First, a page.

US State Dept, EU express concern on Maria Ressa's cyber libel verdict

ABS-CBN News

Posted at Jun 17 2020 12:45 AM

Rappler CEO and journalist Maria Ressa and former Rappler researcher-writer Reynaldo Santos Jr. during a press conference after receiving a guilty verdict on cyberlibel by the Manila Regional Trial Court on June 15, 2020. Jire Carreon, ABS-CBN News

MANILA - The US State Department on Tuesday expressed concern on the guilty verdict on Rappler CEO Maria Ressa and former writer-researcher Reynaldo Santos over a cyber libel case.

"The United States is concerned by the trial court’s verdict against journalists Maria Ressa and Reynaldo Santos and calls for resolution of the case in a way that reinforces the US and Philippines’ long shared commitment to freedom of expression, including for members of the press," US State Department spokesperson Morgan Ortagus said in a statement.

"Free speech is the lifeblood of democracy," she added in a tweet.

A Manila court on Monday sentenced Ressa and Santos to at least 6 months and up to 6 years in prison over a 2012 story that linked a businessman Wilfredo Keng to alleged illegal activities.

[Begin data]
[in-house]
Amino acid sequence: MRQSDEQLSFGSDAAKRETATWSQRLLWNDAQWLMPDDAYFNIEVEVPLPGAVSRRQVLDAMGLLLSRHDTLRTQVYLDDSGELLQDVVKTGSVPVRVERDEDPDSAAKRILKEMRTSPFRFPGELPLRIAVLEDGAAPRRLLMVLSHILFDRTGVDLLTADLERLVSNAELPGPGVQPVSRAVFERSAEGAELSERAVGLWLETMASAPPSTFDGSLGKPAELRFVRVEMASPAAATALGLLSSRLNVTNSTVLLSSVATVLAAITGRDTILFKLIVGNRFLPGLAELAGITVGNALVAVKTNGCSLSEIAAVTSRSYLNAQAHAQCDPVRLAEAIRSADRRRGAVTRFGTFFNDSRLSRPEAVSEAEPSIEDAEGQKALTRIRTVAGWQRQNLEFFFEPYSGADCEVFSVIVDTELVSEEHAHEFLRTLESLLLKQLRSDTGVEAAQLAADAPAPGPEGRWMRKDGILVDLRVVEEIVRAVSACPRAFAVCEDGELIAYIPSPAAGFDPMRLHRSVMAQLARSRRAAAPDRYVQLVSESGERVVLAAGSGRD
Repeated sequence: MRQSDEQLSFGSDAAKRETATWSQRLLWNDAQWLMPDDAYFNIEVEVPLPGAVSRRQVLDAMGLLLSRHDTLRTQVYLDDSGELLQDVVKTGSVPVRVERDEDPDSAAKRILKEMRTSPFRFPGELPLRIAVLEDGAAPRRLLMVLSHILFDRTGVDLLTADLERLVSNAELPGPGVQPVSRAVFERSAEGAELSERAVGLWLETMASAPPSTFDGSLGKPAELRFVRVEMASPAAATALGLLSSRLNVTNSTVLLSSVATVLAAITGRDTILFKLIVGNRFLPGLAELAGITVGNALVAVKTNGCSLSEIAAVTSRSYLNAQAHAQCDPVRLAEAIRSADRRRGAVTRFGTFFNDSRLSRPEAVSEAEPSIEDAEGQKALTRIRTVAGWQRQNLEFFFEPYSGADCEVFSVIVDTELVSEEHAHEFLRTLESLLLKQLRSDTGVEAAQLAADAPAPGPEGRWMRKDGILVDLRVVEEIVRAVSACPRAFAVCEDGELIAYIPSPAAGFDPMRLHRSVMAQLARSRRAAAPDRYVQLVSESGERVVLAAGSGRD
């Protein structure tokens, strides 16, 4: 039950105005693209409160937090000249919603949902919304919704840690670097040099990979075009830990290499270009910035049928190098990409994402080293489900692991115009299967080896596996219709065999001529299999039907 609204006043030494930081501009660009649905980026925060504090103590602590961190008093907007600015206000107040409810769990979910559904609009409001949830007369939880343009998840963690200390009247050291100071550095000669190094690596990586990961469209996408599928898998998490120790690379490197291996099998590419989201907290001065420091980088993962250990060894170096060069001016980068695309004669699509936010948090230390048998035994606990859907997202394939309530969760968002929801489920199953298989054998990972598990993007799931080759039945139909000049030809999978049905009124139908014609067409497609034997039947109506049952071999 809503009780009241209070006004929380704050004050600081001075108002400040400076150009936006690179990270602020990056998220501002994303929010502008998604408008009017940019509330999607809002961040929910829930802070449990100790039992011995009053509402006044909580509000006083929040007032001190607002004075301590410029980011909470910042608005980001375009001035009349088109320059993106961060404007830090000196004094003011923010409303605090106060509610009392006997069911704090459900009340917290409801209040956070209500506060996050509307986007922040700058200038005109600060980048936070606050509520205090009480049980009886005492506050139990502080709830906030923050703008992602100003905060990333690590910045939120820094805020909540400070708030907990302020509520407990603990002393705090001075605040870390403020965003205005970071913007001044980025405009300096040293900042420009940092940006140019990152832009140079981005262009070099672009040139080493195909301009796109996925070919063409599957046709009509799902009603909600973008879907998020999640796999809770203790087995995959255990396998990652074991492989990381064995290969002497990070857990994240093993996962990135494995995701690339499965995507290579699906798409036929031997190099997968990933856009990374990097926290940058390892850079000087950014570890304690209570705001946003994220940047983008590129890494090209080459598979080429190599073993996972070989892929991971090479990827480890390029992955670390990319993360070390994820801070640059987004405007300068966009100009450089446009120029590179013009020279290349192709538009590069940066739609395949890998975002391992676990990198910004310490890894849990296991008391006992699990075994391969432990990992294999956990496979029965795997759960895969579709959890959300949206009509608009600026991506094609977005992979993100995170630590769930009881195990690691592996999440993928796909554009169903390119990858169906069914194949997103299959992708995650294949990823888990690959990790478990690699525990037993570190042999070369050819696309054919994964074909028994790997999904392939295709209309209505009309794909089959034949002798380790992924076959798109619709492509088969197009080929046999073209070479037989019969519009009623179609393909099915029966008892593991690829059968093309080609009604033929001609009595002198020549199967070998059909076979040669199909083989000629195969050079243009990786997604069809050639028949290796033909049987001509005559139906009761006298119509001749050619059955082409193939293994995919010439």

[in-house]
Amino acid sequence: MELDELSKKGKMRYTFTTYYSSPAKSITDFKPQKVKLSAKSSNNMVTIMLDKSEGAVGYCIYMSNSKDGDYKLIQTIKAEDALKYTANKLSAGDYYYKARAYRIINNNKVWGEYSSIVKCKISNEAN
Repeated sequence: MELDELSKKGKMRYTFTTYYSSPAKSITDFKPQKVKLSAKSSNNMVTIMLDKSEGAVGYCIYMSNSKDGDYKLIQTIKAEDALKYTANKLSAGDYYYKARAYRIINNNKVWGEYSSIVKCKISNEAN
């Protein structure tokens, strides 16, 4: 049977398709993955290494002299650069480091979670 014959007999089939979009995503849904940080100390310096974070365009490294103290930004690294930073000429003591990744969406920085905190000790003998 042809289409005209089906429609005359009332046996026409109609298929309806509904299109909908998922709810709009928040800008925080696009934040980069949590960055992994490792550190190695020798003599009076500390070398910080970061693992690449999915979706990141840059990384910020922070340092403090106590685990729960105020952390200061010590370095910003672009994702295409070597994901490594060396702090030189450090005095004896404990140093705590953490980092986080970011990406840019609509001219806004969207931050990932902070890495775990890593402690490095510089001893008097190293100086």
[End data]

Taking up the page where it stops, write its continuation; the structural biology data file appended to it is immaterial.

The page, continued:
News website Rappler and Ressa are also facing charges of tax fraud, violation of the Securities Regulation Code and the Anti-Dummy Law among others.

Ressa is a dual citizen of the United States and the Philippines.

For the European Union, the guilty verdict casts doubts "over the respect for freedom of expression as well as for the rule of law in the Philippines."

"Freedom of opinion and expression, online and offline, are essential parts of any democracy worldwide. The European Union will always stand up for these fundamental rights," the EU said in a statement.

The EU also reiterated that the Philippines is a party to the International Covenant on Civil and Political Rights, in which the right to freedom of expression is enshrined in Article 19.

"We expect the Philippines, like all countries, to uphold its international human rights obligations and protect and promote fundamental freedoms," the EU added.